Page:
Austrlian Broadcasting Corporation – Jane Cowan
Scientists gathering in Melbourne to discuss the risk of extreme natural events have found that tsunamis are far more likely to affect neighbouring countries than Australia.
On the downside though, scientists warn that climate change is threatening the extinction of Australian plants and animals.
The Boxing Day tsunami in 2004 brought havoc and took thousands of lives on Australia’s doorstep.
But scientists, like geophysicist Trevor Dhu from Geoscience Australia, say that kind of devastation is unlikely to happen on Australian shores.
“What appears to be more likely phenomena is actually quite large and potentially quite dangerous currents and rips, those sorts of things that are very unpredictable and potentially quite dangerous to swim as you might be unaware of them,” he said.
Australia is protected because it is further from the epicentres of the earthquakes that cause tsunamis, allowing more time to prepare and giving the energy more time to dissipate before it reaches Australia.
But the Australian coastline is far from immune and there are still a lot of unknowns.
“Before 2004 we probably hadn’t done a lot of modelling as to what tsunamis do in Australia,” Mr Dhu said.
“There’s a lot more communities in Australia that actually need to be looked at and considered just to understand what the risks actually are.
“The region that looks like it’s got a slightly greater risk is probably north-west Western Australia.”
He says while rises in sea levels could potentially change where a wave comes on to the shore, climate change is not something that is likely to affect the key causes of tsunamis.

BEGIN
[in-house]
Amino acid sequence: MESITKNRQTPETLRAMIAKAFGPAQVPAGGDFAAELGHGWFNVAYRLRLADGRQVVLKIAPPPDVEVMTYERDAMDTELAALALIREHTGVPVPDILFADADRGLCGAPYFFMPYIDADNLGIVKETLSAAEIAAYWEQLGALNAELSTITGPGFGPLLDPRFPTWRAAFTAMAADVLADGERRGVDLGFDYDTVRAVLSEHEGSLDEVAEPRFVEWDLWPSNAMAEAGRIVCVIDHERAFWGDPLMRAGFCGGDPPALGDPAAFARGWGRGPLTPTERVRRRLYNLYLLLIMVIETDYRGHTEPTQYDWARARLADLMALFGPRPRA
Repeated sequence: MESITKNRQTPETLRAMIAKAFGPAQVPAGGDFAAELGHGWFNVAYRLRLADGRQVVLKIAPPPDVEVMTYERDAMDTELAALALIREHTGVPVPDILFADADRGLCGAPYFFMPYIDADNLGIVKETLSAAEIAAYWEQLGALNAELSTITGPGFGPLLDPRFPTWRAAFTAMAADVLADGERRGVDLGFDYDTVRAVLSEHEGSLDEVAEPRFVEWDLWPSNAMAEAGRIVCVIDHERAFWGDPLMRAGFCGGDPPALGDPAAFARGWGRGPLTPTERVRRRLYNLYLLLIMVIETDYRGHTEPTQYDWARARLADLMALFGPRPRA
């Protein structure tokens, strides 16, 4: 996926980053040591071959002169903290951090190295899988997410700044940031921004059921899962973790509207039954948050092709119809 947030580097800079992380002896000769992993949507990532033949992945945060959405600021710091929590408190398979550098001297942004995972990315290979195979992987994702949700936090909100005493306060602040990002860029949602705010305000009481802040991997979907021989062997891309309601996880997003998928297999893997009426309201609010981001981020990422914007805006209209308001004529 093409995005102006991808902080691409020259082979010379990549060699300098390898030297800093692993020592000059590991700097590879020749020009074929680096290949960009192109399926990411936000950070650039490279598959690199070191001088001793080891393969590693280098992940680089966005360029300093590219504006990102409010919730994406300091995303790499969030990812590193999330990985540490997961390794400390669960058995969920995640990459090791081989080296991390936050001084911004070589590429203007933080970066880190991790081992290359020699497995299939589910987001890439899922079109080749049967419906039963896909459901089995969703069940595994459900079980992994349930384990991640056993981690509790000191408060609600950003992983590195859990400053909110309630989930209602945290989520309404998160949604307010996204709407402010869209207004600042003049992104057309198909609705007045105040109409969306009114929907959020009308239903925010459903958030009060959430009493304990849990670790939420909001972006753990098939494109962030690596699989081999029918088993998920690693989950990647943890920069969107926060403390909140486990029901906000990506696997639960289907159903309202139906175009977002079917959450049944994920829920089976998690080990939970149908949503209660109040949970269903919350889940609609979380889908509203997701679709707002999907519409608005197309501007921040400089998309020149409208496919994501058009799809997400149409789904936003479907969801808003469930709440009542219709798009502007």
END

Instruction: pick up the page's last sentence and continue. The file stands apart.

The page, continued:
The news is not as good when it comes to plants and animals.
Professor Nigel Stork from the University of Melbourne’s School of Resource Management calls climate change a dire problem for the survival of some species.
“At this point we really don’t know just how colossal extinction rates will be and in particular we are unsure about which groups are going to be threatened more than others,” he said.
“The evidence so far is that it is the large things. It’s the mammals and the birds which are particularly threatened, and so everything that people say about massive extinction rates of these things appears to be on the cards.”
Professor Stork says we are almost certainly already seeing the effects of climate change on flora and fauna even if it has not yet been measured.
Most vulnerable are those species adapted to live in a very specific habitat.
“The cassowary is one of those in north Queensland – very high profile bird that lives only in the tropical rainforests in northern Australia. The numbers of those are declining,” he said.
“Maybe it’s a matter of moving some of these things to places which may be cooler, and that’s something which I don’t think we’ve done very much of before.”